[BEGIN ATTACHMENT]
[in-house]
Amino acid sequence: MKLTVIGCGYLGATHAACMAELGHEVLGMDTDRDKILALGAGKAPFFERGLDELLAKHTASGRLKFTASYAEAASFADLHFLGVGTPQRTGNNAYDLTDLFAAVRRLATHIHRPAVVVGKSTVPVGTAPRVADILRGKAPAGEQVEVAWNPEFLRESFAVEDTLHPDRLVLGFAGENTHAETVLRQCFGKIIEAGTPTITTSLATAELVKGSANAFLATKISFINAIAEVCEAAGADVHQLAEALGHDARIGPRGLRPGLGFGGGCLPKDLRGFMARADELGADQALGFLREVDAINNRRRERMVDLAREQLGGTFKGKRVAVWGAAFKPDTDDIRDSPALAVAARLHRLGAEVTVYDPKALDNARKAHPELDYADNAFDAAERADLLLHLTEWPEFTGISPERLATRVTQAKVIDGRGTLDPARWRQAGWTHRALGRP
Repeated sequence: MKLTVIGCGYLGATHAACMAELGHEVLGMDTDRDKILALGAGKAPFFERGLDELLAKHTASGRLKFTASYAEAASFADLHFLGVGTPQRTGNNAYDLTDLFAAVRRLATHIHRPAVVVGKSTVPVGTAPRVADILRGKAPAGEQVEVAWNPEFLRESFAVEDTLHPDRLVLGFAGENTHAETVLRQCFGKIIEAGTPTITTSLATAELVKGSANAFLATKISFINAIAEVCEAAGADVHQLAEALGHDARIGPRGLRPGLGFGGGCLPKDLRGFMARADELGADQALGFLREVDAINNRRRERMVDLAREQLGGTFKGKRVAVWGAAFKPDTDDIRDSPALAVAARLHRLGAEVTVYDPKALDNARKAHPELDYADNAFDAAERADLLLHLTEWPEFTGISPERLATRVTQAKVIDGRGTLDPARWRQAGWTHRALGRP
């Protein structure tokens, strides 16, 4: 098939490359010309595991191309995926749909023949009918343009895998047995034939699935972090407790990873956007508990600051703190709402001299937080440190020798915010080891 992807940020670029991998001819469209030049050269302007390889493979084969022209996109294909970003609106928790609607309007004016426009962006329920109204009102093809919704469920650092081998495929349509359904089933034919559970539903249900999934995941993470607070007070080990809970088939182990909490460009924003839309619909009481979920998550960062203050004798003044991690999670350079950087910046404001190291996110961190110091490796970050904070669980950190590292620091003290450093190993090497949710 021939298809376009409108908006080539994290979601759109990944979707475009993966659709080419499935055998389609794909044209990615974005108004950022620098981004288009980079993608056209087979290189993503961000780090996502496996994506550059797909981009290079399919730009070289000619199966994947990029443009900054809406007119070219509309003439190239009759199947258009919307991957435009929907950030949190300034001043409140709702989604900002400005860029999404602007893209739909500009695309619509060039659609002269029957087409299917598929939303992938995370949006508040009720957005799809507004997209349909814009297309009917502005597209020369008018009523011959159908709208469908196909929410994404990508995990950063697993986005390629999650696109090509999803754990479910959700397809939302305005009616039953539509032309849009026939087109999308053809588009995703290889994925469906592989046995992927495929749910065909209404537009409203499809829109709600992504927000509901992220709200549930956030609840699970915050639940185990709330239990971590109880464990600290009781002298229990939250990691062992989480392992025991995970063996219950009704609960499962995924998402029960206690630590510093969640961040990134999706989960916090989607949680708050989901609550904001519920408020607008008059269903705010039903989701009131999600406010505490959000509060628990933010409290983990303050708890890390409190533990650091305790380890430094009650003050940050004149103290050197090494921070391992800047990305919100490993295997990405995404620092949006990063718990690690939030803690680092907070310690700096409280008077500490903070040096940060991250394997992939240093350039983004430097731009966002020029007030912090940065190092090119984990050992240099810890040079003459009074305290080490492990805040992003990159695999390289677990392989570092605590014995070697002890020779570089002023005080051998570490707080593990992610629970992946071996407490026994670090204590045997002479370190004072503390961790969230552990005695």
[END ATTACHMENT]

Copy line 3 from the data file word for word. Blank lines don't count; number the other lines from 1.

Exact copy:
Repeated sequence: MKLTVIGCGYLGATHAACMAELGHEVLGMDTDRDKILALGAGKAPFFERGLDELLAKHTASGRLKFTASYAEAASFADLHFLGVGTPQRTGNNAYDLTDLFAAVRRLATHIHRPAVVVGKSTVPVGTAPRVADILRGKAPAGEQVEVAWNPEFLRESFAVEDTLHPDRLVLGFAGENTHAETVLRQCFGKIIEAGTPTITTSLATAELVKGSANAFLATKISFINAIAEVCEAAGADVHQLAEALGHDARIGPRGLRPGLGFGGGCLPKDLRGFMARADELGADQALGFLREVDAINNRRRERMVDLAREQLGGTFKGKRVAVWGAAFKPDTDDIRDSPALAVAARLHRLGAEVTVYDPKALDNARKAHPELDYADNAFDAAERADLLLHLTEWPEFTGISPERLATRVTQAKVIDGRGTLDPARWRQAGWTHRALGRP